Nash, Jennifer. "Black Feminism, Love-Politics, and Post-Intersectionality." Meridians, vol. 11, no. 2, 2011, pp. 1–24.
Pfau, Thomas. Romantic Moods: Paranoia, Trauma, and Melancholy, 1790–1840. Johns Hopkins UP, 2005.
Pinch, Adela. Strange Fits of Passions: Epistemologies of Emotion, Hume to Austen. Stanford UP, 1996.
Rai, Amit. Rule of Sympathy: Sentiment, Race, and Power 1750–1850. Palgrave, 2002.
Rancière, Jacques. The Names of History: On the Poetics of Knowledge. Translated by Hassan Melehy, U of Minnesota P, 1994.
Shelley, Percy. The Prose Works of Percy Shelley. Vol. 1, Wilkie and Robinson, 1810.
Warner, Michael. Publics and Counterpublics. Zone Books, 2002.
Yousef, Nancy. Romantic Intimacy. Stanford UP, 2013.
 We would like to thank the terrific collective of participants in a double-seminar panel on “Poetry and Public Feelings” held at the 2018 American Comparative Literature Association conference at UCLA: the wide-ranging and experimental thoughts shared there, on poetry, politics, and the passions, inspired us to put this special issue together. We are particularly grateful to this issue’s essay contributors (each of whom presented papers at that seminar), whose patience and generosity of thought helped to shape the issue and our rationale for it. We thank Nancy Yousef for joining us, and for her guidance and humor throughout the editing process. Our special thanks too to the general editors of Romantic Circles Praxis Series. Tristram would like to recognize Samantha Botz (PhD, Northwestern) as a valued interlocutor on ideas about collective feeling in the Romantic century. Finally, we want to recognize here the recent loss of Lauren Berlant: without their work this project would be unimaginable. BACK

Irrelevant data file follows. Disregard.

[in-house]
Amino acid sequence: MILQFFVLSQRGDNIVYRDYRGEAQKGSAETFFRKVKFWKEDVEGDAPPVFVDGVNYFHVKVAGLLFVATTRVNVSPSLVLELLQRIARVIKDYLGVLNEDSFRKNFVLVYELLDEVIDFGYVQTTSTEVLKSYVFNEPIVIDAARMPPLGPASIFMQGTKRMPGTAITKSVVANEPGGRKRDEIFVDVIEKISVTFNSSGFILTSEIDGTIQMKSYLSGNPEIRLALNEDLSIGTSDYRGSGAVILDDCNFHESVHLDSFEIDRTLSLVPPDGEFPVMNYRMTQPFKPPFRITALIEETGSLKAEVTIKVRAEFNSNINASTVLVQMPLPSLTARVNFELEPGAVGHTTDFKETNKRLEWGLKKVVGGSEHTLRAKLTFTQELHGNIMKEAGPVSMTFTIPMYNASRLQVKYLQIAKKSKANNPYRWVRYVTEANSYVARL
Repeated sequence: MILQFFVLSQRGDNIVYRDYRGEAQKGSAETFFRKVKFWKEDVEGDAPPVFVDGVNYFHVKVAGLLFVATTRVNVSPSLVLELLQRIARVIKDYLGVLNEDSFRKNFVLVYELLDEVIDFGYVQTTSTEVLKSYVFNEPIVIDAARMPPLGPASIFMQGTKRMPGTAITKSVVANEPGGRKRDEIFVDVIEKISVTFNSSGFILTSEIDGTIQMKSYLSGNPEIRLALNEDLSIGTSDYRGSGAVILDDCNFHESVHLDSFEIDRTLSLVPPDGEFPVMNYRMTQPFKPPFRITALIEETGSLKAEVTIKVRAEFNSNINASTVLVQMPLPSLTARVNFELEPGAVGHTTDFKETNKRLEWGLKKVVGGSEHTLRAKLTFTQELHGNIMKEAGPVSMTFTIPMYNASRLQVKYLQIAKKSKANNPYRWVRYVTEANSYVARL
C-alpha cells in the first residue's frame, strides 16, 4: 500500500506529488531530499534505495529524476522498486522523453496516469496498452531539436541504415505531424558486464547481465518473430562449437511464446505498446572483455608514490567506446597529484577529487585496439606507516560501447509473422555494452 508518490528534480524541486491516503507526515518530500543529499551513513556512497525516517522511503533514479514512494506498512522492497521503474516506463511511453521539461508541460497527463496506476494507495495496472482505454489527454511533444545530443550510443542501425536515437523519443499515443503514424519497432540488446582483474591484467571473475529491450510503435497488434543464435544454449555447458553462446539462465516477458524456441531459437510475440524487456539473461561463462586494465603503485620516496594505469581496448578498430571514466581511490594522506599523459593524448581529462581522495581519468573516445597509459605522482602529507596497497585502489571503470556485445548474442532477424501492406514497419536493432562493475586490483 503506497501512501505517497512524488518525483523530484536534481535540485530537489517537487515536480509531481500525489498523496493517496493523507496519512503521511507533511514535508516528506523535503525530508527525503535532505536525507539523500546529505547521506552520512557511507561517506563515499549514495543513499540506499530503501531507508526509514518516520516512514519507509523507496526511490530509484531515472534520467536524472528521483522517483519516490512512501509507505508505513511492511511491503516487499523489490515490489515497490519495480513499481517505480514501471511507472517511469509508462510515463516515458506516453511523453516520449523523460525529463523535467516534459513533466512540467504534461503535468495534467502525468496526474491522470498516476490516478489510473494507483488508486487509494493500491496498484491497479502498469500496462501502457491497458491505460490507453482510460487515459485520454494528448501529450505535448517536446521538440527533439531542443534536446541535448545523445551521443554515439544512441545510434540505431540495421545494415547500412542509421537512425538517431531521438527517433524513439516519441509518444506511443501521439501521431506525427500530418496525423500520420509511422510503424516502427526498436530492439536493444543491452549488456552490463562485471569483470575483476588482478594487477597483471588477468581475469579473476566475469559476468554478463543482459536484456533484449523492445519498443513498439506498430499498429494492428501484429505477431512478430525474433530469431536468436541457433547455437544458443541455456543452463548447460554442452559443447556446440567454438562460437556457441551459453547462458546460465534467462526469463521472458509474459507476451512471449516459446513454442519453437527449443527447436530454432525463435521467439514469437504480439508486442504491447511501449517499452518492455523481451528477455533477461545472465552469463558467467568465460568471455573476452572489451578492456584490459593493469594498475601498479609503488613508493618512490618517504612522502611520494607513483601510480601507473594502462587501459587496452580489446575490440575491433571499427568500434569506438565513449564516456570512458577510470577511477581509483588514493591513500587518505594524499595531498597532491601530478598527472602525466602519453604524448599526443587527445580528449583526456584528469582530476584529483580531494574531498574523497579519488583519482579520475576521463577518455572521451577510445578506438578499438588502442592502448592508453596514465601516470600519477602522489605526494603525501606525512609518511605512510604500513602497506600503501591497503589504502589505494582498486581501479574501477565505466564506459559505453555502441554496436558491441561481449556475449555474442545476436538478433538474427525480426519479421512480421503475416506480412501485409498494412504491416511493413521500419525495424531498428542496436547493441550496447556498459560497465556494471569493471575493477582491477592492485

See Linda Colley’s Britons: Forging the Nation 1707–1837. BACK
 This observation draws on especially generative scholarship on the “medium” of the ballad, by Maureen McLane and Celeste Langan. BACK
 We borrow the term “poetics of knowledge” from Jacques Rancière. BACK